Last Updated: Friday - 09/24/2010
April 6, 2009
Liturgical music must reflect the singers' heart
Budding composers write music that serves the proclamation of God's word
SPECIAL TO THE WCR
CALGARY — To be liturgical music, a song must be able to be sung by the congregation and the words must reflect their heart.
Speaking to a group of aspiring liturgical composers in Calgary recently, prolific liturgical songwriter Marty Haugen says liturgical music needs to be the servant of the ritual.
“The primary musical voice at the Eucharistic celebration is the assembly, not the choir or the soloist. The congregation is doing the proclaiming of the word in song and they must feel an ownership of it.”
Haugen, composer-in-residence at Mayflower United Church of Christ in Minneapolis, and, occasionally, adjunct instructor at United Theological Seminary in New Brighton, Minn., says songs must be written from the standpoint of the assembly’s corporate voice.
To be liturgical, a song must also reflect, and be consistent with, the Scripture that is being proclaimed. It is not meant to be an expression of the thoughts or ideas of the composer, or even the person or choir singing the song.
“Music for worship has to be ‘functional’ art, rather than fine art. It has to work in the liturgical setting and it must be based on the assembly’s voice, first.”
When writing liturgically, Haugen always begins with the text, then adds the music.
“The music is there to support the text. I stay close to Scripture, using that as the starting point. The melody makes the text come alive. It can break the text open, or obscure and destroy it.”
In his earlier years, he always wrote using his guitar, but now he prefers working with a keyboard. As he writes, he sings the melody over and over, a cappella, to see if the congregation will be able to sing the song.
“If the instrument drives the melody, the congregation may not be able to sing it. If it doesn’t work a cappella, the instrument is not going to help it.”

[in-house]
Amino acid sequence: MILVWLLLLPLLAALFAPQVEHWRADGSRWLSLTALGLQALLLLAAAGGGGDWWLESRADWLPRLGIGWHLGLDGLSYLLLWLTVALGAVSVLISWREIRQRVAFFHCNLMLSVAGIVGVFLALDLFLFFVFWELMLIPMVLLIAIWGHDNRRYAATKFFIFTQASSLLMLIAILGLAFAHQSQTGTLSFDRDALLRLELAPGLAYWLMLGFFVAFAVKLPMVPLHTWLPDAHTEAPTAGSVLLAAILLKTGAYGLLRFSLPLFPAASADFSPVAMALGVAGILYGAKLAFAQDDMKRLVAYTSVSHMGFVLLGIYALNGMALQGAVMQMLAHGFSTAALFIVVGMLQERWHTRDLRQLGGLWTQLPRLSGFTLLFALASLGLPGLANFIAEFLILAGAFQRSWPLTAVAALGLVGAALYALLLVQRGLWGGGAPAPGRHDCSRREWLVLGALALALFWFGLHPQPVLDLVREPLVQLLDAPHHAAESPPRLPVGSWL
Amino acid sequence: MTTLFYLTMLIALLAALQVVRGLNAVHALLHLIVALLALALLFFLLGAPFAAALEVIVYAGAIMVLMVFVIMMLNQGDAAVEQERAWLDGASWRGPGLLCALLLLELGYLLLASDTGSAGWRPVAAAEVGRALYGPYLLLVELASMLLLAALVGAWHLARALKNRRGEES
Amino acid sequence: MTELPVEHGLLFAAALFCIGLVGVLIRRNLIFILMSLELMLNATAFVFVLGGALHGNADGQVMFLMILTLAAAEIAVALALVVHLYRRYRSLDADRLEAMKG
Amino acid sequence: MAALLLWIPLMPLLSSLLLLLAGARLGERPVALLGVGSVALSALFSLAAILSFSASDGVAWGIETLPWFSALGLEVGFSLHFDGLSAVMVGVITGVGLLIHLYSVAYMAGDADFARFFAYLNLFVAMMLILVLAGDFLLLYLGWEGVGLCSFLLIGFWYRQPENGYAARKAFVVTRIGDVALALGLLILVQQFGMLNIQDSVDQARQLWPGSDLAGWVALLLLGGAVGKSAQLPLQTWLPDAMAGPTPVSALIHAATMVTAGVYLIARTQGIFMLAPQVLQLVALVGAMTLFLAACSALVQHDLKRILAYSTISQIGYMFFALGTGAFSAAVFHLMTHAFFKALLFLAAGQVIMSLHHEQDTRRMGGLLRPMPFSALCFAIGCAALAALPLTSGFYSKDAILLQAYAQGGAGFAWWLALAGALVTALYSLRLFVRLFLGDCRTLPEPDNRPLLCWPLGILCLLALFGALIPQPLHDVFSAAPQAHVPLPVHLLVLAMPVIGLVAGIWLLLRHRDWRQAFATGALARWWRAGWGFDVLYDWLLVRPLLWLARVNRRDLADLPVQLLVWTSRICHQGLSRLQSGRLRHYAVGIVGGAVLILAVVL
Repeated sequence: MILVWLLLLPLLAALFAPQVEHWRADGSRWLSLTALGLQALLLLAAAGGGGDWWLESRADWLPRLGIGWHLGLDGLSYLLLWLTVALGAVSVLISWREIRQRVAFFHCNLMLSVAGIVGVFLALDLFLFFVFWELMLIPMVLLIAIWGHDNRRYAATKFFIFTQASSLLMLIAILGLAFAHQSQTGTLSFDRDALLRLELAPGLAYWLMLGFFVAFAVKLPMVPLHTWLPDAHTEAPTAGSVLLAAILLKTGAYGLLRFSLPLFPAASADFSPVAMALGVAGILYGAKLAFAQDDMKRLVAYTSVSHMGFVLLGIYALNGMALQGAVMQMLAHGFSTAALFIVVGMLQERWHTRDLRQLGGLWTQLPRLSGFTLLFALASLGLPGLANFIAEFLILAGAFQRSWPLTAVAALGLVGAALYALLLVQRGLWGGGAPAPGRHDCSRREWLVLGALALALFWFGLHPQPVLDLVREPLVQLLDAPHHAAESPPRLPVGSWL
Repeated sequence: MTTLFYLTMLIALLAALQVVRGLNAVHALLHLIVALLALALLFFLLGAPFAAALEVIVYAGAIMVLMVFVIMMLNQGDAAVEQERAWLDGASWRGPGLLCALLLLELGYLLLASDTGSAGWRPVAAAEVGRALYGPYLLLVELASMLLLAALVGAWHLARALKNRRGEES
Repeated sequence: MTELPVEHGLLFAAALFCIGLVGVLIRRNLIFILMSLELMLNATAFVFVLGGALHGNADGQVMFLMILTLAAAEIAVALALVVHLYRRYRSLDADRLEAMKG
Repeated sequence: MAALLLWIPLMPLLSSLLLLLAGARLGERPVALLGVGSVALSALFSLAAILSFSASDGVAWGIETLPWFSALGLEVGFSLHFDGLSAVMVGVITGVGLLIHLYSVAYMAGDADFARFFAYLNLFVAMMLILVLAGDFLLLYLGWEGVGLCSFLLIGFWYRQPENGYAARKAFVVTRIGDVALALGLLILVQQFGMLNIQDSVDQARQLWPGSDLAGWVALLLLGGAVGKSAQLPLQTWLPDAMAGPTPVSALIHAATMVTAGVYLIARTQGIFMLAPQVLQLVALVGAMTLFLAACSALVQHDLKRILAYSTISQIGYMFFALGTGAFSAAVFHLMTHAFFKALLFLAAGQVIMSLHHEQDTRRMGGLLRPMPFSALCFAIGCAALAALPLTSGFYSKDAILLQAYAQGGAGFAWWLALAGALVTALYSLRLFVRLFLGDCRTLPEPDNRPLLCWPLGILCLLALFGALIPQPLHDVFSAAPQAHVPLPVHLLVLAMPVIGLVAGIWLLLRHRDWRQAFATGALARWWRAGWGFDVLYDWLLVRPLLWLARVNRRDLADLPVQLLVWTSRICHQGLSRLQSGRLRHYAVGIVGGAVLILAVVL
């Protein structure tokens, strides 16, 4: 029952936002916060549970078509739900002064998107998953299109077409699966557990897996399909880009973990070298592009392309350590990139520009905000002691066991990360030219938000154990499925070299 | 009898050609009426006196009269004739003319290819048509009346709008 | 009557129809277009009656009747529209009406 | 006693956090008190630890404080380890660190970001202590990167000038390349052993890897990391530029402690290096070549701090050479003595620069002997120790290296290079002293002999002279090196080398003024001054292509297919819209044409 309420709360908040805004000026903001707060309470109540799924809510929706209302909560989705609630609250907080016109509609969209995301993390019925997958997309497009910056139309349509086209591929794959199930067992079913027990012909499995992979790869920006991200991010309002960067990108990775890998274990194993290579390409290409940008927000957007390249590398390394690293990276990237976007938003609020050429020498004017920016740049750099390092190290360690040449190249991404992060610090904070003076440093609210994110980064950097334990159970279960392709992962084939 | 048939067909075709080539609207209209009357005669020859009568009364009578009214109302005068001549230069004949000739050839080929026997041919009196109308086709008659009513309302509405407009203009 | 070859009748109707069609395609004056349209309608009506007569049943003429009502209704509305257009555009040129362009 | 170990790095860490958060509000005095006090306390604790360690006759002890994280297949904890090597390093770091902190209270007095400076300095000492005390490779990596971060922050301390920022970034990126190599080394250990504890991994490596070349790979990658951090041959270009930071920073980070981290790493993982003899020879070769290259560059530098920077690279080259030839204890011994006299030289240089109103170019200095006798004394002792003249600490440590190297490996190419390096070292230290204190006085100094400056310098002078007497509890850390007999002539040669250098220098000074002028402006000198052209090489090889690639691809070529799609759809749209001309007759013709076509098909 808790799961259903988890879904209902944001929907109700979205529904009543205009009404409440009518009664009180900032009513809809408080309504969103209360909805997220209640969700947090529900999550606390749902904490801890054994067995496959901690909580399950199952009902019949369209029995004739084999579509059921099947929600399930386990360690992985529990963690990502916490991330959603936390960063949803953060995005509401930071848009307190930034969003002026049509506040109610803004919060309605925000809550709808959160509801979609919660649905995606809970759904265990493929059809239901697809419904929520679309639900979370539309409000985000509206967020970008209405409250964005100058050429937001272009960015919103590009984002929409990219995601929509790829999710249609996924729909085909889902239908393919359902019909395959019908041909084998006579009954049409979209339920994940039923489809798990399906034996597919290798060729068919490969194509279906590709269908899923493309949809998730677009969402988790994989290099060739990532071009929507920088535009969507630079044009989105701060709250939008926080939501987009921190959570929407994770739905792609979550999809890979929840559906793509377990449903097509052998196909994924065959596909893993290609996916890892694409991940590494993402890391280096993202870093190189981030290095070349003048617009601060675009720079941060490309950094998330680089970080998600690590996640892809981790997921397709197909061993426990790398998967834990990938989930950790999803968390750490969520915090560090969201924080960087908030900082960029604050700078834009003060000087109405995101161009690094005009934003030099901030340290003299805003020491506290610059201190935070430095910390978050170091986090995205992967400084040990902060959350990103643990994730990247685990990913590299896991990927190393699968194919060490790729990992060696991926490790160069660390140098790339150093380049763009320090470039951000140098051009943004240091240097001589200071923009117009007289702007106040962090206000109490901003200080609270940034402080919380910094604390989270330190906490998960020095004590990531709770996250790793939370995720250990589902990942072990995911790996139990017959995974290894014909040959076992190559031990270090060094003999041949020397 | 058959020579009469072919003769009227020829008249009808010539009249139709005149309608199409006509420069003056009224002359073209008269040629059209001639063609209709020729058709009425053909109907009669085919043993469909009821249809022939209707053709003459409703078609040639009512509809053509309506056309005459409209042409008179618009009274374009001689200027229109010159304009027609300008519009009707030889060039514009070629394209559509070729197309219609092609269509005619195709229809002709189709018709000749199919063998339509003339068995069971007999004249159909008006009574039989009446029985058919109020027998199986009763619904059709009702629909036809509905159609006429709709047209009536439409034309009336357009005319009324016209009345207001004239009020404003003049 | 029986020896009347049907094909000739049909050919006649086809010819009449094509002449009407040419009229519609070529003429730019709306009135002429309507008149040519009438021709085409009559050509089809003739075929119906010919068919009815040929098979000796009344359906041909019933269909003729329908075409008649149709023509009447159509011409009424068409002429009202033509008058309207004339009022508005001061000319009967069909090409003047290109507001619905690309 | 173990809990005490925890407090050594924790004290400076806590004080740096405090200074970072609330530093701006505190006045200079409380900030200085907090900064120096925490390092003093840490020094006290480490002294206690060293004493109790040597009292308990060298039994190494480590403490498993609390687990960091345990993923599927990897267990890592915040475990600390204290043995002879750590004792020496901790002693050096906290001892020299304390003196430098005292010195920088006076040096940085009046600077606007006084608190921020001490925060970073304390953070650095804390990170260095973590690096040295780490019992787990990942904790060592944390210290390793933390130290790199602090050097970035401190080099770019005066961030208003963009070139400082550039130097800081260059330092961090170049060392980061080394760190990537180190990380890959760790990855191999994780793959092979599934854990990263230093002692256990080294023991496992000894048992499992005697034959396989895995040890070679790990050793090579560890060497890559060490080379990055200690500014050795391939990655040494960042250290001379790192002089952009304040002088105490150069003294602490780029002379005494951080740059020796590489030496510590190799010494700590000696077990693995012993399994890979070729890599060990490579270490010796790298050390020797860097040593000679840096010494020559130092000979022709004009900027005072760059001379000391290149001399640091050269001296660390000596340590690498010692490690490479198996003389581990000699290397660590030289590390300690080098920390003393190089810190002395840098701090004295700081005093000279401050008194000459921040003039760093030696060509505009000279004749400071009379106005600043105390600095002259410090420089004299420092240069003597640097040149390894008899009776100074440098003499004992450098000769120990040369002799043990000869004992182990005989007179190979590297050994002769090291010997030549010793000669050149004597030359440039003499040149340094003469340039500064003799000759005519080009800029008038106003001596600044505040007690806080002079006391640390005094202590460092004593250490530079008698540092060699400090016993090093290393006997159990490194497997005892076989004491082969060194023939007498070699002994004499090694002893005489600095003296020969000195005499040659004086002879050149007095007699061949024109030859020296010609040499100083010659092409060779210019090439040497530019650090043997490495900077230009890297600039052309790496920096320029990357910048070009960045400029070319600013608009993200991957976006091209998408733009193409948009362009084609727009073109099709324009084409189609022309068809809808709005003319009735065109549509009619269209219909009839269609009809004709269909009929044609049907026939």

Then when a piece is nearly complete, he leaves it and goes for a walk or engages in some other activity. He lets the whole composition sit with him for a while to see if it really works and says what he intends it to say.
“As a craft, writing is not just dependent on inspiration. Any piece of music needs to be revised and re-written to come up with the best product possible. It always needs to be worked on.”
Christine Mader, director of liturgy and adult formation for the Diocese of Calgary, the sponsors of the composers’ workshop, concurs with Haugen’s assessment of liturgical music.
As a caution to the composers, Mader advised that the requirements of the Canadian bishops’ Commission for Liturgy set limits on what is acceptable for use in the liturgy, and what might be included in any future hymnals for use in the Catholic Church in Canada.
Haugen shared his expertise and experience with more than 30 aspiring liturgical composers from across the Calgary Diocese. He gave technical pointers to nine of the participants who offered their original works for scrutiny and analysis by Haugen, Mader and their peers.
Michelle Gall, from Brooks, who is involved in music at St. Mary’s Parish, said attending the workshop and having one of her songs critiqued was worthwhile. It was encouraging for her to hear the array of work done by other composers in the diocese.
Eileen Wotschell, from Holy Family Parish in Medicine Hat, liked the setting that was informal, and not high pressure, in which to share her own composition and receive feedback.
She said the setting wasn’t like Canadian Idol with the threat of being voted out. It was an eye opener to her that songs could be re-worked, rather than accepted as the finished product immediately.
HUNGER FOR COMMUNITY
For Mark Caldwell with St. Pius X Parish in Calgary, one of the younger presenters, having the opportunity to meet with other composers was a bonus.
“Songwriting and composing can be a very solitary endeavour. I have never been involved with a group this big, discussing the craft. This only scratched the surface. I’d be interested in being part of a group of composers, to meet as a community to master our craft.”
Haugen himself says he doesn’t think of himself so much as a composer as a craftsperson.
In a career that has spanned more than 25 years, and produced over 400 compositions and more than 30 recordings, he is one of North America’s most prolific writers of liturgical music. His songs include Gather Us In, How Can I Keep From Singing? and Canticle of the Sun.
Letter to the Editor - 05/18/09